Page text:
# Seeing the Big Picture

September 23, 2010
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(This article was first published on John Myles White » Statistics, and kindly contributed to R-bloggers)

Here’s a nice snippet from a 2009 article by Kass that I read yesterday:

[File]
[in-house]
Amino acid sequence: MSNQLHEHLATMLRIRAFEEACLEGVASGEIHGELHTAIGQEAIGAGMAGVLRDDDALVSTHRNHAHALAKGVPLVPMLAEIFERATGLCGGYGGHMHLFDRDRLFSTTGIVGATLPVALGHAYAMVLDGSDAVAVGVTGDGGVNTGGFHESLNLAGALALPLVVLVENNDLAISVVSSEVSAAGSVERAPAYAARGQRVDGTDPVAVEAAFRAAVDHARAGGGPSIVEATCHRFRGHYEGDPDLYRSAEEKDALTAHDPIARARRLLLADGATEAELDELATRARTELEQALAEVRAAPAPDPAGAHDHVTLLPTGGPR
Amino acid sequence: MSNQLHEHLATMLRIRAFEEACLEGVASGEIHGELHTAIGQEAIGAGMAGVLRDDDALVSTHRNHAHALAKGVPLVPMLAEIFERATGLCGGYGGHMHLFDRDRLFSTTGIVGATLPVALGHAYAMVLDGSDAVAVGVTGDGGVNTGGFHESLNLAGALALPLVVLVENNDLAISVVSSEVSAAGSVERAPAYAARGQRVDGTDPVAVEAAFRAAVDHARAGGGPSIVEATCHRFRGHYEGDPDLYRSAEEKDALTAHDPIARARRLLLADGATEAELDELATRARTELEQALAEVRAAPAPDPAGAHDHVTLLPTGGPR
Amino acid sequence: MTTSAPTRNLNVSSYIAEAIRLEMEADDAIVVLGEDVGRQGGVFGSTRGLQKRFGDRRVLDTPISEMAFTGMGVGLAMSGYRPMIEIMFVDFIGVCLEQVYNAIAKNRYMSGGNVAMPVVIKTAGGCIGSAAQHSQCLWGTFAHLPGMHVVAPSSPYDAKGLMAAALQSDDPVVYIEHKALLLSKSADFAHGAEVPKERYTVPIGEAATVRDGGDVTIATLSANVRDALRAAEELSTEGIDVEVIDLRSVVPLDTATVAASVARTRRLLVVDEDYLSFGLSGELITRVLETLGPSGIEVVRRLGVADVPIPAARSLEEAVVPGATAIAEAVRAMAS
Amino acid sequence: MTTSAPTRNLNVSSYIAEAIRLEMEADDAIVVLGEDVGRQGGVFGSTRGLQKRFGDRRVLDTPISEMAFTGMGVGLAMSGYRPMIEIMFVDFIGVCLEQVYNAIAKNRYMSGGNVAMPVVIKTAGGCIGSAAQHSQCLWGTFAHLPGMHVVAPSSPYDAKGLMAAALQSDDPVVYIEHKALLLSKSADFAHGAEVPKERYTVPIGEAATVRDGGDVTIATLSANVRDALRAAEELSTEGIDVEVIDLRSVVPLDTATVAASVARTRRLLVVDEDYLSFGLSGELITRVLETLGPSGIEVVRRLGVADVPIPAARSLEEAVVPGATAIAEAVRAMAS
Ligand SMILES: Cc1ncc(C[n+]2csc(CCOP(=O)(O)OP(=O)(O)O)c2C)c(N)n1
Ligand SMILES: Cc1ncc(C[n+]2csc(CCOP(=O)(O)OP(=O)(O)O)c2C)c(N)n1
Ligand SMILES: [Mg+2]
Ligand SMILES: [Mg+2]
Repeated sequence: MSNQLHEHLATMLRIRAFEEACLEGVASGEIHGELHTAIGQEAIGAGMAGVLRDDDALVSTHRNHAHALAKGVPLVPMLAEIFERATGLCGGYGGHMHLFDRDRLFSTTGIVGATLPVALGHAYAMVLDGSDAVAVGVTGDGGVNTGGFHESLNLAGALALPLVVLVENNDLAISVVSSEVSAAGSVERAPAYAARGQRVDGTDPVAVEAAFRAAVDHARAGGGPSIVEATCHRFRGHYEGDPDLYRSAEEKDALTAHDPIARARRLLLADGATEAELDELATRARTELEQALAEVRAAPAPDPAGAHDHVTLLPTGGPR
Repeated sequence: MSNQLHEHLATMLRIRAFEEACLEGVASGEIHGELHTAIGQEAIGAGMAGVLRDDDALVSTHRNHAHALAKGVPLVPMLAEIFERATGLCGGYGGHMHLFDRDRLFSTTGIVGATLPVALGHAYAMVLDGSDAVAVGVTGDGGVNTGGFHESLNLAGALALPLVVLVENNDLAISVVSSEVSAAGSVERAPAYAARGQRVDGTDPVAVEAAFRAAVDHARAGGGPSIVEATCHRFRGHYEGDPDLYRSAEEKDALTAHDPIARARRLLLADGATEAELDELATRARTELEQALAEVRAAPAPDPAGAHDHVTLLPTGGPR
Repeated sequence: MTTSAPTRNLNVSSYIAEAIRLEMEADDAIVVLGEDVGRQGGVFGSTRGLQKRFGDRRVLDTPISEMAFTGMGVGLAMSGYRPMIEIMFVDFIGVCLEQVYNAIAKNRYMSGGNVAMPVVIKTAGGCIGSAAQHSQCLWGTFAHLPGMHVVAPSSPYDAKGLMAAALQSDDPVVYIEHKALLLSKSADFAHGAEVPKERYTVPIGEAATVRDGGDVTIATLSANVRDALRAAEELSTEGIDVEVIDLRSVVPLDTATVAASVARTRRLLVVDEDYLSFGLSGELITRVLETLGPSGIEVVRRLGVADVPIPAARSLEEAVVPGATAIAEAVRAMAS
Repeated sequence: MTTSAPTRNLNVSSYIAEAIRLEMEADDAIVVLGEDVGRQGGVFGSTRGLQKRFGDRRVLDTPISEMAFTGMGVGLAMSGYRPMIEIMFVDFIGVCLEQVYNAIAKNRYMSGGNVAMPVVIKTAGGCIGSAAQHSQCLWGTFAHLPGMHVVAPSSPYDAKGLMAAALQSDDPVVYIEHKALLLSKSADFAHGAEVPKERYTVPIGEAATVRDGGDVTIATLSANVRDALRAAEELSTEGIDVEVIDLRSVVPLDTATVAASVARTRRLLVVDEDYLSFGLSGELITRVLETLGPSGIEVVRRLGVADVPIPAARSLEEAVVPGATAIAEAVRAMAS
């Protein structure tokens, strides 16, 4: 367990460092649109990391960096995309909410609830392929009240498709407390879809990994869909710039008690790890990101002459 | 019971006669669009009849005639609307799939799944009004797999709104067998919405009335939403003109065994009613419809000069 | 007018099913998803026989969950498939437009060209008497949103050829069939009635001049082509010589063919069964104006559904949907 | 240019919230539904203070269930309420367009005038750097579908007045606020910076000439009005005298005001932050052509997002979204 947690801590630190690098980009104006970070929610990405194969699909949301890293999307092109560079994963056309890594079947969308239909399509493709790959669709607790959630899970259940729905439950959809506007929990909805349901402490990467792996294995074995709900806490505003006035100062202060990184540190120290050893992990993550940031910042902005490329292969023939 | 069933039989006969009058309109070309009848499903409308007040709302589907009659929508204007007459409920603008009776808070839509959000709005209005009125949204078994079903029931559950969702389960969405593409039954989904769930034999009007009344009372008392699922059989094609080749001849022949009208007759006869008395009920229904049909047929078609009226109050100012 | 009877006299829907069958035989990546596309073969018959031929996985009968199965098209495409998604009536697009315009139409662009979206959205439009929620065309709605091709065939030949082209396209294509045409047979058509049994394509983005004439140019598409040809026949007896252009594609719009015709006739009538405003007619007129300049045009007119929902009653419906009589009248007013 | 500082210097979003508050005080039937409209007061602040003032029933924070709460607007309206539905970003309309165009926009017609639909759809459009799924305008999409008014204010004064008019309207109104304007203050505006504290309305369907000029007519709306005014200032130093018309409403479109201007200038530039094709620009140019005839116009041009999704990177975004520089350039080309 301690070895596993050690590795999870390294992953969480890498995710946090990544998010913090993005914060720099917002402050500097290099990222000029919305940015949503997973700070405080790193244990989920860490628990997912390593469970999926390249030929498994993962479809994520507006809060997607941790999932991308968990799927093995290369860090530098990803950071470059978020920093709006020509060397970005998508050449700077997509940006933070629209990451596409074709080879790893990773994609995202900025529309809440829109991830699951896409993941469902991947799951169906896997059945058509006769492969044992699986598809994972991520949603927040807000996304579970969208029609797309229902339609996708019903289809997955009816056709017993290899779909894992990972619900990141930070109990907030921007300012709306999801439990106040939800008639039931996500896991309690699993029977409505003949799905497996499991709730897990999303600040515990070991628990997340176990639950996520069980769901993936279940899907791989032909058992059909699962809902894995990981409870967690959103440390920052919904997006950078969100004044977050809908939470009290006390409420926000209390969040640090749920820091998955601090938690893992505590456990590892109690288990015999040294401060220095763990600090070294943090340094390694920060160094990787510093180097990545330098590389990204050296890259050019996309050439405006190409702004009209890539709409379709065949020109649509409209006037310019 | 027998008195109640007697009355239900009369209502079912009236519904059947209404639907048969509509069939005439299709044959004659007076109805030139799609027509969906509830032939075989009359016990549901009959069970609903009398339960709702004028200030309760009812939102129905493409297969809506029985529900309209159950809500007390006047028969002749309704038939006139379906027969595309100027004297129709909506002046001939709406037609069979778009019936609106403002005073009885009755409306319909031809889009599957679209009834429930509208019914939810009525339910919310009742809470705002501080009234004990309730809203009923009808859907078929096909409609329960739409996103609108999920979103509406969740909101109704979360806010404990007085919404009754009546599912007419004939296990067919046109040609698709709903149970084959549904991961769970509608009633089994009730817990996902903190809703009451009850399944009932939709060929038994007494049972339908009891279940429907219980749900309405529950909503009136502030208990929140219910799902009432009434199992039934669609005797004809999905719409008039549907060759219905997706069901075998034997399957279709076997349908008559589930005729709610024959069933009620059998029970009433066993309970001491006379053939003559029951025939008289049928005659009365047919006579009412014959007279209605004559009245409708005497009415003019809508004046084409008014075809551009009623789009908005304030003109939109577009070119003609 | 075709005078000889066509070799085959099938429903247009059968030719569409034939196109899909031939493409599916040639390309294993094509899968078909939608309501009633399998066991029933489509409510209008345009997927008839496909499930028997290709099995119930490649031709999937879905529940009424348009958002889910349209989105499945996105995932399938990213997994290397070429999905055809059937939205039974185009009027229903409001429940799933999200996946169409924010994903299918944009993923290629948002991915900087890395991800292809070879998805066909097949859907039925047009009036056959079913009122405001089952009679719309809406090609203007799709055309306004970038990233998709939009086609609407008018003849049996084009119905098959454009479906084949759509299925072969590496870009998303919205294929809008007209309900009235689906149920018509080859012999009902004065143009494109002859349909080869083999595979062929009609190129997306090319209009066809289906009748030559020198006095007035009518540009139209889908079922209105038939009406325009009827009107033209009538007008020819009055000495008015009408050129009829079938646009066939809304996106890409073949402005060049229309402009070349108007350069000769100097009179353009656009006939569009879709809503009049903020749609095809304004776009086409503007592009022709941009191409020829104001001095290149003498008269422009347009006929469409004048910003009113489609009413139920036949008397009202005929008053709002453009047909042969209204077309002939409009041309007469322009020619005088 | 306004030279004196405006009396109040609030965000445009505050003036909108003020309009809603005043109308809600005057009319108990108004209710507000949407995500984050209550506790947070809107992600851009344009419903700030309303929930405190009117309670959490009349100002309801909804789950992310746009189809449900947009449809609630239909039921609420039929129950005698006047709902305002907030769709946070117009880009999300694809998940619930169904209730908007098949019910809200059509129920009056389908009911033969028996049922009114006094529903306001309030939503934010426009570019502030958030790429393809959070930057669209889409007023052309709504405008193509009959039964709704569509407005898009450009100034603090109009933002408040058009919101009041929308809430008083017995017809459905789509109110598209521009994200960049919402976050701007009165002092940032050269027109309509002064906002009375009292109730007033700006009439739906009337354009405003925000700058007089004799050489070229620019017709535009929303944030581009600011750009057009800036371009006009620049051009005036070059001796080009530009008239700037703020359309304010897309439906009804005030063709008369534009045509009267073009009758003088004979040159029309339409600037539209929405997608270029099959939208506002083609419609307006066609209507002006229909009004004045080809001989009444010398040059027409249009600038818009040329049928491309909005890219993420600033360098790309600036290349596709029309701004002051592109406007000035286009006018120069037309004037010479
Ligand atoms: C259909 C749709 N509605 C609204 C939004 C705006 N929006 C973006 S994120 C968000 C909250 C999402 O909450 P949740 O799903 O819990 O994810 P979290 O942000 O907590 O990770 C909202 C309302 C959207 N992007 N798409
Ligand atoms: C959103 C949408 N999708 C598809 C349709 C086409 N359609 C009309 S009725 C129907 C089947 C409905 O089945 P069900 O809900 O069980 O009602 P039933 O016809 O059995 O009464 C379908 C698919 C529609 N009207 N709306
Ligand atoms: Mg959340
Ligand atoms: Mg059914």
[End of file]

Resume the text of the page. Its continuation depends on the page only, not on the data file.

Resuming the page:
According to my understanding, laid out above, statistical pragmatism has two main features: it is eclectic and it emphasizes the assumptions that connect statistical models with observed data. The pragmatic view acknowledges that both sides of the frequentist-Bayesian debate made important points. Bayesians scoffed at the artificiality in using sampling from a finite population to motivate all of inference, and in using long-run behavior to define characteristics of procedures. Within the theoretical world, posterior probabilities are more direct, and therefore seemed to offer much stronger inferences. Frequentists bristled, pointing to the subjectivity of prior distributions, to which Bayesians responded by treating subjectivity as a virtue on the grounds that all inferences are subjective. While there is a kernel of truth in this observation — we are all human beings, making our own judgments — subjectivism was never satisfying as a logical framework: an important purpose of the scientific enterprise is to go beyond personal decision-making. In fact, the dance around prior distributions has been a bit of a distraction and, it seems to me, the really troubling point for frequentists has been the Bayesian claim to a philosophical high ground, where compelling inferences could be delivered at negligible logical cost. Frequentists have always felt that no such thing should be possible. I believe this feeling has its origins in the gap between models and data, which is neither frequentist nor Bayesian. Statistical pragmatism avoids this irritation by acknowledging explicitly the tenuous connection between the real and theoretical worlds. As a result, its inferences are necessarily subjunctive. We speak of what would be inferred if our assumptions were to hold. The inferential bridge is traversed, by both frequentist and Bayesian methods, when we act as if the data were generated by random variables.

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